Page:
Why the rocks cry out


I posted again on Making-Space, this time on God’s words to Abraham, that all the people of the earth would be blessed through him.

In this post, I briefly mention my hangup with the term predestination, how it bothered me for years. It felt funny to write that, because it is such an understatement. I re-read the paragraph and thought of all the times the word had “bothered” me. There was the time I threw the book on the five points of Calvinism across the room. The times I didn’t sleep at all, because I couldn’t wrap my mind around how God could be like that. The times I felt paralyzed by the fact that every thing is this world was ordained, and that no matter what I did, things would work out as they were predestined to. The times I reread Romans 9 over and over and over again and tried to make sense of it. The times I listened to songs about God’s glory and thought “I hate his glory. Who finds glory in sending people to hell just because?”

Or the time I read Clark Pinnock’s book, Most Moved Mover, and felt like someone had given me a cold glass of water in the midst of a vast, unending desert. I drank and I drank and I drank, and I thought “maybe God is good after all.”

I can now look at certain definitions of predestination and think, “of course God is not like that.” But back then, I was terrified of being wrong. What if he was like that? Could I still follow him? I knew I couldn’t, and that was the hardest part.

This past year has included a lot of re-evaluating my pictures of God. During my counseling session on Monday evening, I was asked if I felt like God was punishing me through our infertility. I thought about it just to make sure, but I could honestly respond that I don’t. I talked about how sure I was that he is not behind all the bad things that have happened, how I know that he weeps with me, how I know he is for me and by my side.

For so many years, I felt trapped by beliefs that didn’t make sense. I still believe plenty of things that don’t make sense logically (resurrection will never be logical), but they all make sense in my heart. They all make me feel free to run in this kingdom full of grace and compassion and unending love.

I am enjoying the Gospel these days, because it now looks Good News. I finally get why the rocks would cry out about this God.

Making Space


Today, I am over at Making-Space, posting my thoughts about the tree of the knowledge of good and evil. Our church is going through through The Story over the next 31 weeks, and Tom has been working hard to launch this blog to accompany it. I’m excited about contributing to it over the upcoming months.


In Chapter 1 of The Story, we learn of Adam and Eve, created and placed in the garden of Eden. They are beloved by God, walking in partnership with each other and with him. And they are free to eat of any fruit in this garden, except for the tree of knowledge of good and evil.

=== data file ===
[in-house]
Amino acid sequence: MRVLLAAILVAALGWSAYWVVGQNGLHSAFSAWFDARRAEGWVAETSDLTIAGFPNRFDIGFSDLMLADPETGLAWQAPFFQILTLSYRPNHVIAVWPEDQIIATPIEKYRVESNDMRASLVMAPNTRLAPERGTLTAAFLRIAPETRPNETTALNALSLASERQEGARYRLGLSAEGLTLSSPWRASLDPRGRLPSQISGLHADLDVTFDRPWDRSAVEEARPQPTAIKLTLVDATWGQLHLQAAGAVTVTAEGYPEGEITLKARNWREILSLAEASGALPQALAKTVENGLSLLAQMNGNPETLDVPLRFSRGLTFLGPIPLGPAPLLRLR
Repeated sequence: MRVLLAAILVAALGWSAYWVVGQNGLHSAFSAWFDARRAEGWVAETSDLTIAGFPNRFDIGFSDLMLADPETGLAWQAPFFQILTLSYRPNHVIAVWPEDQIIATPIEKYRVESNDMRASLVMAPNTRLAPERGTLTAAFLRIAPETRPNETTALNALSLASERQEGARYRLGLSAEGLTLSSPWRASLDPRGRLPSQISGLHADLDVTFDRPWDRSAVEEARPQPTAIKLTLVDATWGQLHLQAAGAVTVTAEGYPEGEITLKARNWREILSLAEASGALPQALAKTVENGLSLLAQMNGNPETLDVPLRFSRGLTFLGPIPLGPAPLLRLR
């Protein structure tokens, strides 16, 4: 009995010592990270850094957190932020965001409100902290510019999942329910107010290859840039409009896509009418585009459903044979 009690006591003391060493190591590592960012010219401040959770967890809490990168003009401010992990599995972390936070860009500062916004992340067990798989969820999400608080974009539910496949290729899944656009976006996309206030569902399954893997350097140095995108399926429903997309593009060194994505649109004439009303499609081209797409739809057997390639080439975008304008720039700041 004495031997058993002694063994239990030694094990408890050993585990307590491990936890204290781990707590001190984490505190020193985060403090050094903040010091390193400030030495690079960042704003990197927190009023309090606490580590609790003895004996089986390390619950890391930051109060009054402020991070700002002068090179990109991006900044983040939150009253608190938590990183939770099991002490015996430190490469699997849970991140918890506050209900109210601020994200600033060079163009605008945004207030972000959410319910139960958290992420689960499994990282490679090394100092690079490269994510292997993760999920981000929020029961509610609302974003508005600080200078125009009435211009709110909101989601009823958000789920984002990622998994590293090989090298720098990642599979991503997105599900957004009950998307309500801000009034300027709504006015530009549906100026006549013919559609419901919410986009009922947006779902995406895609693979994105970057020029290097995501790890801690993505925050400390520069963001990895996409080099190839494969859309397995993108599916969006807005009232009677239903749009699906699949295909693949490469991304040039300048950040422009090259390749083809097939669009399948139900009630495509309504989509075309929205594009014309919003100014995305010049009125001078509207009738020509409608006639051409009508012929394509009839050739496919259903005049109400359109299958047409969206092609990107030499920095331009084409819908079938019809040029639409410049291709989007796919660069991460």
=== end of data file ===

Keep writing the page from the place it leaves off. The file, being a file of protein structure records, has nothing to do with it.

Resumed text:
It’s hard to understand why eating fruit was such a big deal. Why was this certain tree off limits? It was just a piece of fruit, and it seems unnecessary for God to restrict them from eating of it. But eating a particular fruit wasn’t the issue, it was what Adam and Eve wanted from it. This tree symbolized the sin which plagues humanity: the knowledge of good and evil. Adam and Eve wanted to see like God. They wanted to be like God. They wanted to judge like God.

Today, we are plagued by our need to see and think like God. We want to know the details on every failure around us. Why did the celebrity couple divorce? Who cheated on who? Why is the homeless man on the street corner every day? Can’t he get a job? And we don’t just want to know, we want to pronounce our judgment on the goodness or evilness of the things we see. We think we know how these people should behave. We think we have the answers.

The serpent told Adam and Eve that eating of the tree would make them see like God. But this was a lie, and when their eyes were opened, they saw but a blurry and distorted version of how things really are. They could only focus on their own nakedness and their need to blame another. And today we, too, think we have clear “good and evil” glasses. But all we can really see is our own brokenness, and all we can really do is blame another person for the evil in the world.

Head here to keep reading!

P.S. Thanks to everyone who read and commented on my post yesterday. It meant a lot.

Good Friday: The Way of Peace

Photo Credit: TheRevSteve via Compfight cc

Photo Credit: TheRevSteve via Compfight cc

As soon as it was morning, the chief priests held a consultation with the elders and scribes and the whole council. They bound Jesus, led him away, and handed him over to Pilate. Pilate asked him, “Are you the King of the Jews?” He answered him, “You say so.” Then the chief priests accused him of many things. Pilate asked him again, “Have you no answer? See how many charges they bring against you.” But Jesus made no further reply, so that Pilate was amazed.

Mark 15:1-5

Against the violence of the empire, Jesus stood quietly, embodying nonviolence and humility. He responded vaguely to questions of his identity and silently to the accusations of wrongdoing.

If there was ever a time for violence, this was it. Ever a time for pride or boasting, this was it. But instead, Jesus responds with silence. He willingly bears the shame and humility, refusing to respond with equal vengeance.

Today, amidst the violence of our world, may we contemplate ways to be agents of change in the way that our humble king was. May the “things that make for peace” become our way of life.

And may we remember that all followers of Jesus are called to die with him, to take up our cross and sacrifice our lives for this upside down Kingdom of God.